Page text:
Staring Down the Beast

How to Heal and Calm Your Traumatised Brain after Invasive Surgery.

As I write this blog, it’s just over a year since I was in a hospital ward, being treated for delusional behavior and active hallucinations, following on from neuro-inflammation and infection after my third neurosurgery in 11 years. Those were only two of the complications brought on by all the weeks of inactivity following surgery. I lost my appetite and dropped in weight by over 9 kilograms from an already reasonably slim frame, and had pulmonary emboli confirmed by CT scan in each lobe of both lungs. I required injections of an anti-clotting medication called Clexane every day for two months to make sure those clots were fully dispersed. My lungs were so weak that I couldn’t talk above a hoarse near-silent whisper.

Back then, I needed rehab to be able to balance and walk properly, and had even been given a little wheeled frame to walk with, because my balance was so awful. I’d fallen flat on my face a few times, just walking near my home, and couldn’t stop myself from reeling forwards once I’d reached a certain walking speed. My legs had an automatic life of their own, and I remember mentally preparing myself for a future where I would get around with the frame, but I don’t remember losing heart. I was pretty relaxed about it really. My way of getting on with life was by looking forward to the different way of getting around, and wondering where I could take a walking frame to its mechanical limits on nearby bush tracks.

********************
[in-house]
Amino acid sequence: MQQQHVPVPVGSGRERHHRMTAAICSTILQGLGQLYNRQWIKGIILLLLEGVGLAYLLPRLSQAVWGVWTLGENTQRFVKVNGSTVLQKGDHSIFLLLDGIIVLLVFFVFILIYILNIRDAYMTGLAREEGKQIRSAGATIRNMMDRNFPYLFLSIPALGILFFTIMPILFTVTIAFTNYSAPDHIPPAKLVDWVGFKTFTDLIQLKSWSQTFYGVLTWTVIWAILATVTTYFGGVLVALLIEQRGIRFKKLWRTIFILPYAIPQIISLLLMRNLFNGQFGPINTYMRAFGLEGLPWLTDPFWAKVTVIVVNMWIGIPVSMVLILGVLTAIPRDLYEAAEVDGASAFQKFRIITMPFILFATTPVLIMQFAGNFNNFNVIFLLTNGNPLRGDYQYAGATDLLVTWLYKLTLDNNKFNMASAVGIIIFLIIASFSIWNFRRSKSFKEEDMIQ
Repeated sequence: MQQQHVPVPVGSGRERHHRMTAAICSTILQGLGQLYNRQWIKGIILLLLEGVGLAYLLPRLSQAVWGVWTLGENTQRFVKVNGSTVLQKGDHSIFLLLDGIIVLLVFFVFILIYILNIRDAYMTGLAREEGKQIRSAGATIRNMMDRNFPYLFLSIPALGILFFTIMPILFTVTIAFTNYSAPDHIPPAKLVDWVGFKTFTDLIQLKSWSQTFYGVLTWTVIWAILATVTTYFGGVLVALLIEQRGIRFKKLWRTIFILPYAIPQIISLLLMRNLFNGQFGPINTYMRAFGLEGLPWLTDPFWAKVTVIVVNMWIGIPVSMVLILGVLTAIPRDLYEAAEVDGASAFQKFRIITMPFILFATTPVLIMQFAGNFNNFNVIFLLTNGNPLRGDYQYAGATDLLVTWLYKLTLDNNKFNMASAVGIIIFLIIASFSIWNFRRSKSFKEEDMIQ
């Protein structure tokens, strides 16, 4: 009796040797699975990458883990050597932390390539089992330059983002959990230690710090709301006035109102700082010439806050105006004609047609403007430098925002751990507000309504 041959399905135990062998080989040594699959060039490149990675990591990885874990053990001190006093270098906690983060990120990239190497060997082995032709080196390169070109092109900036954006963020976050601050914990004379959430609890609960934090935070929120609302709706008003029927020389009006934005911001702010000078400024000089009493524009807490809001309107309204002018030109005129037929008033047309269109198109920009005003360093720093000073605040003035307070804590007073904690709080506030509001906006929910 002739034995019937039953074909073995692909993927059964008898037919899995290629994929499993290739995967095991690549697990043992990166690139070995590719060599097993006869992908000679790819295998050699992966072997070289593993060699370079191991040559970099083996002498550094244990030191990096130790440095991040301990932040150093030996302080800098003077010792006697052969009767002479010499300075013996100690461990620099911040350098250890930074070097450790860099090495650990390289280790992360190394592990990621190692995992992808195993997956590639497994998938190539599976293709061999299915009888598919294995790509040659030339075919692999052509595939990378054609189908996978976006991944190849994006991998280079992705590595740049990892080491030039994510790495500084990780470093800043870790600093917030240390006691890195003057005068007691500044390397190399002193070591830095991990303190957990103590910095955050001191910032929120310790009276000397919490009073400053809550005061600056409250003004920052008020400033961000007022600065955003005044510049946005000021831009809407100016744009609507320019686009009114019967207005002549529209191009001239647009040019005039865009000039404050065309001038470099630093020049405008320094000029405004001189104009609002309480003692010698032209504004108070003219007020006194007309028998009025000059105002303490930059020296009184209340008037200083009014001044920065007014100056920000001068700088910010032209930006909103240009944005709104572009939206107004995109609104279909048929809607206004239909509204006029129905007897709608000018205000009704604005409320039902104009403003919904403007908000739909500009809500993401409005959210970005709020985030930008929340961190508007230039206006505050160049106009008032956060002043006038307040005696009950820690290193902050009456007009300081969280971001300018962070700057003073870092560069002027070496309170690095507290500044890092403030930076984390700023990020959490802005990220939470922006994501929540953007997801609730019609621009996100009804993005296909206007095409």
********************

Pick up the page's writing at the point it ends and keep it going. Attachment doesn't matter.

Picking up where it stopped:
I can’t even remember a lot of the six weeks or so when I was hospitalized. All I can remember is being deprived of my natural liberty, and deprived of access to truly nutritious fresh foods that were good for my brain function and metabolism. The high-carbohydrate hospital dietary regime seemed to be dictated by a national sanitation logistics company contracted by the brand new local regional hospital to oversee everything from laundry services to nutrition.

From what I’ve been told by my family, I was in a very strange and inappropriate place mentally and behaviourally.

However, nowadays I am once again in excellent mental and physical health, eating and sleeping well, and back walking every day on my favourite rugged little bush circuit of about 4 kilometres.

I have definitely survived about 11 years past my original prognosis for the normally deadly brain tumour glioblastoma multiforme.

Am I worried about my future years? Honestly? No.

What is it I have done, and continue to do, that has helped me come back from these traumas?

Firstly, and most importantly: I don’t worry about anything!

 Many people find this hard to believe, but it is absolutely true, and I firmly believe that is why I am still here in full functional health at sixty years of age, twelve years after collapsing with what is alleged to be the worst possible type of brain tumour, and why, despite my relatively recent nasty setback that was extremely threatening at the time, I have somehow bounced right back to normal, and am still planning to live a long, healthy and useful life.

Once again, I repeat, I don’t worry about anything! There is excellent instruction from the Lord of Life Itself in passages 6:25-6:27 from the Book of Matthew.